Bay State College Service Learning in Jamaica: Part 3

By on May 27, 2015
Students get a visit from the Minister of the area.

Our Service Learning group reflects on the tough conditions in Jamaica and their experiences visiting some of the children's facilities in Kingston.

Saturday, May 23rd

Katrina C. 

The last few days have been a bit of a roller coaster and our fifth day was extremely hard for me. We have had speakers from several different children facilities; Inspector Elaire Jeffrey Henderson from CISOCA (Center for Investigation of Sexual Offenses and Child Abuse), Mable Morris, Director of Children Services and Corrections, Attorney Dahlia Harrison from the Offices of the Children Advocates and lastly Gloria Walters from A Child Guidance Clinic. All these woman represent a group of individuals who become forgotten by society, lost in the correctional system, extremely delicate and not wanted by their parents. I felt that I should have waited to write this blog about my experience until the field trips to some of the locations where these children, adolescents and young adults were being sheltered were finished. We as Americans are very lucky in multiple ways. Our ghettos do not reach intensity of poverty as the ghettos of Kingston. It had me wondering, why do we as citizens of the world allow for another human-being to live in such circumstances that these children are forced to live in? 

Tyler O.

Day five was the most physically challenging we have had.  Severe heat and three back to back visits to children's facilities took a toll on us.  We did recover and took in a play at the campus in the evening.  The first facility we went to was a house of safety for young girls that are involved with the court in some way.  This could include wayward and disobedient or street children who are abandoned.  The girls were very inviting and we had a great time.  They tried to teach me how to hula hoop but my hips don't move like they used to.  The second facility we went to was the hardest for us and really showed the challenges Jamaica faces.  The facility houses young children who are in state care and this included 32 infants and children with severe mental and/or physical handicaps.  It was difficult to see so many children without homes.  The facility struggles with resources and are doing the best that they can but certainly not close to U.S. standards.   Our final visit was to a youth correctional facility and they had some very progressive learning programs including aquatic gardens and a music room which was donated by USAID.  The living conditions for these boys, however, were deplorable.  Our guide said "this is as real as it gets" when we were in the living quarters and her point was that the boys here get a taste of what prison life is like.  The boys are locked up in eight bed cells with inclusive toilet and shower for about 15 hours a day.  Pretty bad conditions.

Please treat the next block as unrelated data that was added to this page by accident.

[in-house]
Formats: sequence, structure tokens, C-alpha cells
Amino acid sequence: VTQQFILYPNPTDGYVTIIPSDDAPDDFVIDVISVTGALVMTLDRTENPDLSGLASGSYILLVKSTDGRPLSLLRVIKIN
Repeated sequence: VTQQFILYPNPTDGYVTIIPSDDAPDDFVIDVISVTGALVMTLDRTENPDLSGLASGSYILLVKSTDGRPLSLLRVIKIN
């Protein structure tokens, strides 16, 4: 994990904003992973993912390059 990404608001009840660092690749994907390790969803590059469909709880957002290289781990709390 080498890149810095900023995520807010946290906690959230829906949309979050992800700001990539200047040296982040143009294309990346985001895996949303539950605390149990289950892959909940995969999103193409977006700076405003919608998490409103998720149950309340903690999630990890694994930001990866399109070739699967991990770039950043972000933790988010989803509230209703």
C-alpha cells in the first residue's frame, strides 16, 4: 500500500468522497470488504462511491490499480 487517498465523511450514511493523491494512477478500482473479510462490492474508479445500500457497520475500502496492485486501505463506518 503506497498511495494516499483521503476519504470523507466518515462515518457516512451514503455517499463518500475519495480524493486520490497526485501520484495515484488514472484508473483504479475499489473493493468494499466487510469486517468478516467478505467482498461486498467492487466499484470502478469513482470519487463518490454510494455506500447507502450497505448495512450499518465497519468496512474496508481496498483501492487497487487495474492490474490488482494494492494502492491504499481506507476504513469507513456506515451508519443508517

Monday, May 26th

Dr. William Morrissette
A long day and I am exhausted.  I thought about going to bed but my bed has bugs crawling all over it so figured I would blog while I establish a plan.  I must be officially assimilated because the prospect of sleeping with bugs is not bothering me that much.  We seem to be dirty all the time.  They don't give you knives at all and we eat nothing but chicken with barbecue sauce so our hands are constantly sticky and there is no soap in public bathrooms so not much hope of improving your hygiene there.  So, you just say "no worries mon" and move on.  We did our service learning project this morning and it was tiring but enjoyable.  With worked with other groups to improve the elementary school.  We got a visit from the Minister of the area who is equivalent to our congressman.  He thanked us which was pretty nice.  We repainted all the striped lines in the parking lot and created a no parking zone outside the front of the school.  We ended the day by attending a concert in the park.  This day is African Liberation Day as well as Labor Day in Jamaica and the concert was put together to celebrate both.  There were dignitaries from Nigeria and Ethopia as well as local political figures.  Additionally, the event was moderated by one of the most famous poets in Jamaica, Mutabaruka, and there were several very well known Reggae artists.  It was a good time.  A lot of the music advocated for action against social injustice which confirmed what we had expected which was that there is still a strong resentment left over from the colonization period.  Tomorrow we are back to the classroom.